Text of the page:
Way Station (1963) by Clifford D. Simak

waystation1stIf pastoral SF is a legitimate subgenre, Clifford Simak’s Hugo-winning Way Station (originally published as Here Gather the Stars) is at the top of its class, with its drowsy prose and idealistic plot. This is the science fiction book you read on your porch swing, sipping an ice cold lemonade in the dusk of a summer day, between periodic glances at Venus burning bright in the darkening sky.
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Moving Mars (1993) by Greg Bear

movingmars1stI was afraid this novel would fall short of its titular promise, a bait-and-switch piece that neglects the physical feat of relocating an entire planet from one part of the galaxy to another, for a politically-charged story about a radical movement on Mars. Sure, I love political science (it was my undergrad major, after all), but you can’t name a novel Moving Mars and not move Mars. But then the characters started talking about quantum physics, and…

*Spoiler Alert* Continue reading

The Big Time by Fritz Leiber

A Nazi, a Roman, and an English poet walk into a bar set in the Void of the Universe…

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— Stop me if you’ve heard this one…–

That’s where Leiber starts his surreal tale about chronologically mismatched barroom patrons unwinding after a battle in the destructive Change War. It gets more bizarre as his Time Soldiers alternately carouse and argue with some lady “ghosts”, a fuzzy-tentacled moon alien, a satyr, and a Minoan warrior chick, with a devil horn hairdo and an atom bomb. Escorts are provided for amusement, one of whom narrates the story, in her unsophisticated and puerile way.  

The Change War is fought between cryptic rivals, the Spiders and the Snakes, within the Void of the universe. Leiber’s stage is the Void bar, his cast are the patrons, and, naturally, (although nothing about this book is natural), the hijinks ensue. Continue reading

Double Star (1956) by Robert A. Heinlein

Like the hero of Heinlein’s 1956 novel Double Star, Robert Heinlein is the master of dual identities.Doublestar

At least in my mind.

Robert Heinlein is the reason I avoided vintage SF for so long. His reputation as a writer of nerd-boy wet dreams was broadcast loud enough to hear over the grunge music blasting in my bedroom while I read quest-obsessed novels. I don’t know where I gleaned this bias against good ol’ boy Bob, but it’s accurate. His gruffness, his male chauvinism, his homophobia… I see it every day in my Texas town. Why would I want to read about it? Continue reading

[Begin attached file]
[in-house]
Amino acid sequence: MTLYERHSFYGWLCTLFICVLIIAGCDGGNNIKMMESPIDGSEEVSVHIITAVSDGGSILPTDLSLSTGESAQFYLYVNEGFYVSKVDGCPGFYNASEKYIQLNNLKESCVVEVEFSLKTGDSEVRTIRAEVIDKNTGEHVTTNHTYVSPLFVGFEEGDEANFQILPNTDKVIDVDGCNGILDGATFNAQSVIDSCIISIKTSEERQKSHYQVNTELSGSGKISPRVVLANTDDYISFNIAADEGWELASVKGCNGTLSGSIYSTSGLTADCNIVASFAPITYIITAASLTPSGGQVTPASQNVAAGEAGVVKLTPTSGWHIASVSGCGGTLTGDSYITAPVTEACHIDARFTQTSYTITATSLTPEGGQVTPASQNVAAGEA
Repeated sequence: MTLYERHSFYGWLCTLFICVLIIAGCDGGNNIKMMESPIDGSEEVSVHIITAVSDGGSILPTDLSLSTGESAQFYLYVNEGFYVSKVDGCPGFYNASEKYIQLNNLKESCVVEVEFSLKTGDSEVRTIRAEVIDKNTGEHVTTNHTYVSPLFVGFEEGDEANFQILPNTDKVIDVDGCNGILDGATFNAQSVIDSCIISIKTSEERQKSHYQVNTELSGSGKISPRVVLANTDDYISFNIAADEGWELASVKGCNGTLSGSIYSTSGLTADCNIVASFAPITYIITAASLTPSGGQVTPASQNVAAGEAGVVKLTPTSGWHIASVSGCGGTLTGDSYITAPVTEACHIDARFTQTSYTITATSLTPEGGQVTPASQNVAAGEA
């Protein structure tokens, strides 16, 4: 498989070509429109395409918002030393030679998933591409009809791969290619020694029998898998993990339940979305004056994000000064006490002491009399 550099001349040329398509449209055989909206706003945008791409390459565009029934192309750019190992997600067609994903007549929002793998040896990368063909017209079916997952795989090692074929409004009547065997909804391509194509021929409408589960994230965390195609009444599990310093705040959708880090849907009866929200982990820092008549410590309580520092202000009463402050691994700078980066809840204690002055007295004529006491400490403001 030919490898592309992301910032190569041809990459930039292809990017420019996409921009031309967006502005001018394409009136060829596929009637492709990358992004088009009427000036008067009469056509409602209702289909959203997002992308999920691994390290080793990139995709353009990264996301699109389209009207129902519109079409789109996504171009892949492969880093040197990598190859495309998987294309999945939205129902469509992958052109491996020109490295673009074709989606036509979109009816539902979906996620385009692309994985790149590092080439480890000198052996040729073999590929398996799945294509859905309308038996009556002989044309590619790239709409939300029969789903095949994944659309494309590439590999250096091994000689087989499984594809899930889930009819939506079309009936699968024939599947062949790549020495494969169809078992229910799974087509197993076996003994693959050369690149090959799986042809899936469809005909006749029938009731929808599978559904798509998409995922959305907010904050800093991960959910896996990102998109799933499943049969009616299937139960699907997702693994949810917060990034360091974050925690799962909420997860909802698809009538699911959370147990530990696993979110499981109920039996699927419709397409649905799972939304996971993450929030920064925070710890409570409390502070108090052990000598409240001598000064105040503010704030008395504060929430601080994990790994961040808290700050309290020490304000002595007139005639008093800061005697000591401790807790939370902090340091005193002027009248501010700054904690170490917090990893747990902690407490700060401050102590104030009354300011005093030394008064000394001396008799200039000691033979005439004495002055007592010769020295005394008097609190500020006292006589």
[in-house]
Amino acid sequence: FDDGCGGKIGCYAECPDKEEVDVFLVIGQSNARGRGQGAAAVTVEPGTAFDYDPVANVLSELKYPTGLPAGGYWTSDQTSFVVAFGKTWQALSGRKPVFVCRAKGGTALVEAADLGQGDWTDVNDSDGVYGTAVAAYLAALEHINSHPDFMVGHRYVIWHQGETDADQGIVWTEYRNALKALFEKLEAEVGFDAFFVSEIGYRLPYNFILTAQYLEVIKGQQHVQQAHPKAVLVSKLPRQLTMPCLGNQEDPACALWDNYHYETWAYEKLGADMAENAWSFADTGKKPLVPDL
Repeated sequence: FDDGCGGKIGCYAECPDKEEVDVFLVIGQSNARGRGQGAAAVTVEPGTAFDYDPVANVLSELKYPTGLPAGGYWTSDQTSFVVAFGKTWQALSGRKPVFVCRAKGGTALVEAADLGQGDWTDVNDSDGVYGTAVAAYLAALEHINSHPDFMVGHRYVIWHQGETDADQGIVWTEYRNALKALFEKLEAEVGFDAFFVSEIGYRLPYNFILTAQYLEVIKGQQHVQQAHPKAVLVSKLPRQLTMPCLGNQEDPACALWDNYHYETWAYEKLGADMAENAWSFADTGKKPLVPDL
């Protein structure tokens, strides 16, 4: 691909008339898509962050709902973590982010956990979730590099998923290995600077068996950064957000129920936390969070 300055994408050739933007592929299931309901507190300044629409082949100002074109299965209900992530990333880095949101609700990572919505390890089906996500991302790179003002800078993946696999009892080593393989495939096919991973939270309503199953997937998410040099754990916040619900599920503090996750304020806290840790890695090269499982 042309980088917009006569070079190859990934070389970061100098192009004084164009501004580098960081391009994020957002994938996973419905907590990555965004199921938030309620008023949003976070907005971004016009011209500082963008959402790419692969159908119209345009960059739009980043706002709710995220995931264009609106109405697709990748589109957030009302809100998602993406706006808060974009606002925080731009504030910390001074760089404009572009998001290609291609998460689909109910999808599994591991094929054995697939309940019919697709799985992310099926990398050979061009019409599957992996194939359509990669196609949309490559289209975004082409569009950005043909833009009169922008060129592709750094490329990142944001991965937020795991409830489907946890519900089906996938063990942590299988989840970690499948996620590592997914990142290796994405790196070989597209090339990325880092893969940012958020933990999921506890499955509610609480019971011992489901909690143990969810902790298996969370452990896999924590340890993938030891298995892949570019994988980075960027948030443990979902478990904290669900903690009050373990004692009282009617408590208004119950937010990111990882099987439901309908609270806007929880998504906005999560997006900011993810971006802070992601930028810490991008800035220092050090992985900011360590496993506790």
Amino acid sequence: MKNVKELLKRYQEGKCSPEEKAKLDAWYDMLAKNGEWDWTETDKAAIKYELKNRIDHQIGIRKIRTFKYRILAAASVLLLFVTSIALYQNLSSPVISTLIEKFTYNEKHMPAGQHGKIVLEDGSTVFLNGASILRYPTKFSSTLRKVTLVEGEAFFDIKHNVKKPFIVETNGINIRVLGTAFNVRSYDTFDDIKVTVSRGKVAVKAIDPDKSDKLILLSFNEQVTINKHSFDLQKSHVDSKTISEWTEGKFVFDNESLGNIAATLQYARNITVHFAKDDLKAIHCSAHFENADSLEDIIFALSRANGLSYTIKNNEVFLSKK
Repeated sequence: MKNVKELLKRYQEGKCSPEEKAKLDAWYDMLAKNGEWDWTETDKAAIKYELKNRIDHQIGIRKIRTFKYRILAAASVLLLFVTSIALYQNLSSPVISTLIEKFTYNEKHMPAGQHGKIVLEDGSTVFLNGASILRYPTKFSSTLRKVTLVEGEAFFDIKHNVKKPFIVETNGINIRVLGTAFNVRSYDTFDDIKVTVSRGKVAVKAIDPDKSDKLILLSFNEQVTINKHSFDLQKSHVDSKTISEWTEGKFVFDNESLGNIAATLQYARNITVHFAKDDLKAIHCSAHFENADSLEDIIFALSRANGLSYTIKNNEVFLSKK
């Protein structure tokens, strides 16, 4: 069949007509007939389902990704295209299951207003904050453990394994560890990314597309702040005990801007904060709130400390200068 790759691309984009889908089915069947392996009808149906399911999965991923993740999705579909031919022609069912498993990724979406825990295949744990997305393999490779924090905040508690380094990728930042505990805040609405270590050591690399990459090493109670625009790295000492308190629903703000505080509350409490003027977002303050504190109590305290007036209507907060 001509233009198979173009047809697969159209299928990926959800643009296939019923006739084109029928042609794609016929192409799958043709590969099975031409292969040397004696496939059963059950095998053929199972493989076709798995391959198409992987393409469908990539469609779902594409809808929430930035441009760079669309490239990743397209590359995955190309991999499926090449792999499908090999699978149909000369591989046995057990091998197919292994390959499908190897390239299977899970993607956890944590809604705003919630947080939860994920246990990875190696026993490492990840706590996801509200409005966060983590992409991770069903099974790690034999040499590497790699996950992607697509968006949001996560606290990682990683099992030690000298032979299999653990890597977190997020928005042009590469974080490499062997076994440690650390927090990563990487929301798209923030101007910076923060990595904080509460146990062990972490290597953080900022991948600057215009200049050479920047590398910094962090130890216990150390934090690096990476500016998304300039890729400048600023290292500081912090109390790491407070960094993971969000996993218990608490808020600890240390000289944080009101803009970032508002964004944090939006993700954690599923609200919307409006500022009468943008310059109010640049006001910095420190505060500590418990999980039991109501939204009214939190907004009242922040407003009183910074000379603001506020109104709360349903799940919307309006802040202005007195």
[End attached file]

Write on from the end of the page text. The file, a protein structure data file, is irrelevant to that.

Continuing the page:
The Demolished Man by Alfred Bester (1953)

The_Demolished_Man_first_editionThis mind-bendy SF crime drama is more howdunnit than whodunnit. The first to ever win the Hugo Award for Best Novel, The Demolished Man by Alfred Bester turns the police procedural genre on its head by employing SF tropes of futurism, telepathy, and space travel. The tightly-wound plot and dynamic, witty style earns its place as a classic in the genre.

This book is must-read for any fan of the genre, and not simply because of its place in SF awards history.

The Story

Hundreds of years into the future, ruthless business mogul Ben Reich decides to murder his longtime rival Craye D’Courtney but, in order to get away with it, he must outwit the telepathic Esper community, including tenacious Esper Police Prefect Lincoln Powell. How do you commit murder in a society that can read your thoughts? 

If you find yourself rooting for the villain in this novel, it’s only because Bester’s rapid pace and dry wit draw the reader into his evil protagonist’s drama, against their better judgment. Ben Reich is an egomaniacal lunatic, but he is also charismatically droll about the whole ordeal. Even his pursuer, the assiduous Detective Powell, can’t help but share a relationship of mutual respect with his quarry– a common device in crime fiction, but intriguing, nonetheless.

And even though the book follows Reich throughout the plotting and execution of his plan, some critical steps are withheld for later revelation. The lurking mysteries around this narcissistic killer keep the reader turning the pages. How did he manage this part of the plan? Why do people keep calling this asshole a good guy?

Playing with language is Bester’s best strength as a writer. On a fundamental level, brisk and efficient verbs punch up the action. The opening pages are a refreshing welcome, especially after my recent foray with Isaac Asimov and his lack of dynamism. On an esoteric level, the espers make telepathic conversation a high art with linguistically crafty designs that sprawl across their minds and into the pages of the story.

Bester’s use of psychology (albeit, old and icky psychology) to drive his characters to madness is the most critical component of the plot. Everybody knows Freud, and the old perv’s theories help to capture the primal, urgent tone of the novel. In some places, it may feel off-putting and unpleasant to the reader, but this ain’t no Dragnet. The Freudian principles fit well into the character dynamics, and the creepy feeling doesn’t linger long as the POV changes with regularity. Still, any reader with just a slight grasp of historical psychology will probably predict some of the “hidden” character motivations, long before they are actually revealed.